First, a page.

6

It's probably not a good idea to take action movies as authoritative sources on the law. The law that you're referring to is presumably the Posse Comitatus Act (18 USC 1385) which says Whoever, except in cases and under circumstances expressly authorized by the Constitution or Act of Congress, willfully uses any part of the Army or the Air Force as a ...


6

The documents do not belong to you or your granddad: they belong to his former employer. Contact them and ask what they want them do with them.


6

It is not true for a few reasons. First, the number is 81, sort of. 10 USC 520 specifies a minimum 31st percentile on the Armed Forces Qualification Test; see this Q&A for an analysis of the relationship between IQ and AFQT. The law is not stated in terms of IQ, it's based on a different test. However, this addresses enlistment, not civilian employment ...


6

From a purely technical interpretation of the law does the oath cover laws that are unconstitutional? Of course not. Unconstitutional laws are effectively null and void. The oath covers the constitution and laws collectively, not individually. Supporting and defending them collectively includes supporting and defending court rulings, including those ...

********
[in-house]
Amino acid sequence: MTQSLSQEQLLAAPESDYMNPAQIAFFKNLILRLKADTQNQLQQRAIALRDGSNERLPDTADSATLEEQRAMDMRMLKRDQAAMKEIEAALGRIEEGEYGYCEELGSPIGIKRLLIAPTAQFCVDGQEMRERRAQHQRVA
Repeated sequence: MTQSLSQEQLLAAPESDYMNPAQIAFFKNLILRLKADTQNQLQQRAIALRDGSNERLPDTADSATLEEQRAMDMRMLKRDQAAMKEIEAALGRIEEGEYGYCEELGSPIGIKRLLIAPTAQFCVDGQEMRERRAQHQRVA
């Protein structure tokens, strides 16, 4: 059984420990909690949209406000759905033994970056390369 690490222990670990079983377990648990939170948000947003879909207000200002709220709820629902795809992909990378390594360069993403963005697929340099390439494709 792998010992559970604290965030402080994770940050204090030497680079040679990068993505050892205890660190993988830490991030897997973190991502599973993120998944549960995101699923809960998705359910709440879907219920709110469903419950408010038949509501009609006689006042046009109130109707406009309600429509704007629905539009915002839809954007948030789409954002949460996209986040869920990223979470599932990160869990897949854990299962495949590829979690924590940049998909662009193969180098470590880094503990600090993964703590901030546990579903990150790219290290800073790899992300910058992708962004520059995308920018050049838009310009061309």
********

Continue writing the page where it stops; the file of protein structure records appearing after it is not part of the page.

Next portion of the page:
5

Treason, per se, is probably not a valid reason to shoot someone on the spot given how that crime is defined in the U.S. Constitution. But, keep in mind that in Arrival the situation has been defined as a military operation. As a result, the relevant body of law would be the law pertaining to actions that a military officer may take to carry out a mission ...


5

The US Marshals (now the US Marshals Service) was -- as described in the Wikipedia article -- created by the Judiciary Act of 1789 during the fist term of the US Congress (and also during the first term of office of George Washington as President of the United States). See also this page from the US Marshals Service web site. The Marshals have never been ...


5

if these questions and answers are found to be legally binding ... They aren’t. Therefore the premise of your question is flawed. It’s like asking “If my dog was a cat ...”. Well, since your dog isn’t a cat we don’t need to hear the rest of the question.